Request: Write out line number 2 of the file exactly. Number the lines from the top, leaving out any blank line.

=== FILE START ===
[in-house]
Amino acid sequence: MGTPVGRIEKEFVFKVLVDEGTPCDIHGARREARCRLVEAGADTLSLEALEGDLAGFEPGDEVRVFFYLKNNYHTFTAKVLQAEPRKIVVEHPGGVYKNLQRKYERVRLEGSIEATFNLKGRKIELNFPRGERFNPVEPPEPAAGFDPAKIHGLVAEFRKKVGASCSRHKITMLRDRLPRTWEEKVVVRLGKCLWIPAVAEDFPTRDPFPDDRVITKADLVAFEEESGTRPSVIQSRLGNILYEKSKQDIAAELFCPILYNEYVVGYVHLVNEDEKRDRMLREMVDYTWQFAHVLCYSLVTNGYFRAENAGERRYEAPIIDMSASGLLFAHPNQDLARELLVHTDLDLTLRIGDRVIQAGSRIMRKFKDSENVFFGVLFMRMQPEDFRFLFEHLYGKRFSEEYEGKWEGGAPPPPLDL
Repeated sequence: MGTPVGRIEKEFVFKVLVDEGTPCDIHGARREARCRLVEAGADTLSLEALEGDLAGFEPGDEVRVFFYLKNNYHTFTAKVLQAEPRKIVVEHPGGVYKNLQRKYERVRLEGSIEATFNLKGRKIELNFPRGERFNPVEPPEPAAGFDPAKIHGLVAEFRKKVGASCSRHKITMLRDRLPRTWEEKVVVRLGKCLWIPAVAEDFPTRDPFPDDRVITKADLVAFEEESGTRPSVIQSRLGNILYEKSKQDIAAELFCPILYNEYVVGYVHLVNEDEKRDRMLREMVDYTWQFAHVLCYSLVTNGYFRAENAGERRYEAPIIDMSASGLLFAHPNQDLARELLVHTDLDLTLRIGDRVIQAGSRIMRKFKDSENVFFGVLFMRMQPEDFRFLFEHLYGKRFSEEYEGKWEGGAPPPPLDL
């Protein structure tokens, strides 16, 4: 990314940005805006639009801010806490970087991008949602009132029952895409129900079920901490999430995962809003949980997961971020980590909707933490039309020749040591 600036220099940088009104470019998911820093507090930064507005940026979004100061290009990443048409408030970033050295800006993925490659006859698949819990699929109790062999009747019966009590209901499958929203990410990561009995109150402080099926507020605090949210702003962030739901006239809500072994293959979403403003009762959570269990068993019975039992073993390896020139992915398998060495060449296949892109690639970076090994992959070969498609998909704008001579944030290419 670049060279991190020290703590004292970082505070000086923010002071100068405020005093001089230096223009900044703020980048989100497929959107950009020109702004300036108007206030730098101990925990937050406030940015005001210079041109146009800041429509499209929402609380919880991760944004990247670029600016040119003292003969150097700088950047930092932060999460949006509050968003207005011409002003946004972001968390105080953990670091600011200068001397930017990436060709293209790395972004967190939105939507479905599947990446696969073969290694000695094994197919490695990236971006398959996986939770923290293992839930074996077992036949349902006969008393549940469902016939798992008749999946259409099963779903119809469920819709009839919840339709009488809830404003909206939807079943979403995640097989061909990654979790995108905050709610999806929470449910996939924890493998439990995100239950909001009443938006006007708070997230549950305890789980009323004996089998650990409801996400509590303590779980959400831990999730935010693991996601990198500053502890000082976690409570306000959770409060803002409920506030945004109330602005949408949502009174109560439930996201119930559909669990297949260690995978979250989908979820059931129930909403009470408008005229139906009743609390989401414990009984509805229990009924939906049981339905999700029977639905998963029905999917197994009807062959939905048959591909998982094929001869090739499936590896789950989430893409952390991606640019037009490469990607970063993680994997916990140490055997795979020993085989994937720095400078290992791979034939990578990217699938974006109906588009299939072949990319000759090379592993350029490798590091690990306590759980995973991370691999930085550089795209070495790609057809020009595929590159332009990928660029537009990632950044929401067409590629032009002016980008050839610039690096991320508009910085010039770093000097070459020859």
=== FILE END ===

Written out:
Amino acid sequence: MGTPVGRIEKEFVFKVLVDEGTPCDIHGARREARCRLVEAGADTLSLEALEGDLAGFEPGDEVRVFFYLKNNYHTFTAKVLQAEPRKIVVEHPGGVYKNLQRKYERVRLEGSIEATFNLKGRKIELNFPRGERFNPVEPPEPAAGFDPAKIHGLVAEFRKKVGASCSRHKITMLRDRLPRTWEEKVVVRLGKCLWIPAVAEDFPTRDPFPDDRVITKADLVAFEEESGTRPSVIQSRLGNILYEKSKQDIAAELFCPILYNEYVVGYVHLVNEDEKRDRMLREMVDYTWQFAHVLCYSLVTNGYFRAENAGERRYEAPIIDMSASGLLFAHPNQDLARELLVHTDLDLTLRIGDRVIQAGSRIMRKFKDSENVFFGVLFMRMQPEDFRFLFEHLYGKRFSEEYEGKWEGGAPPPPLDL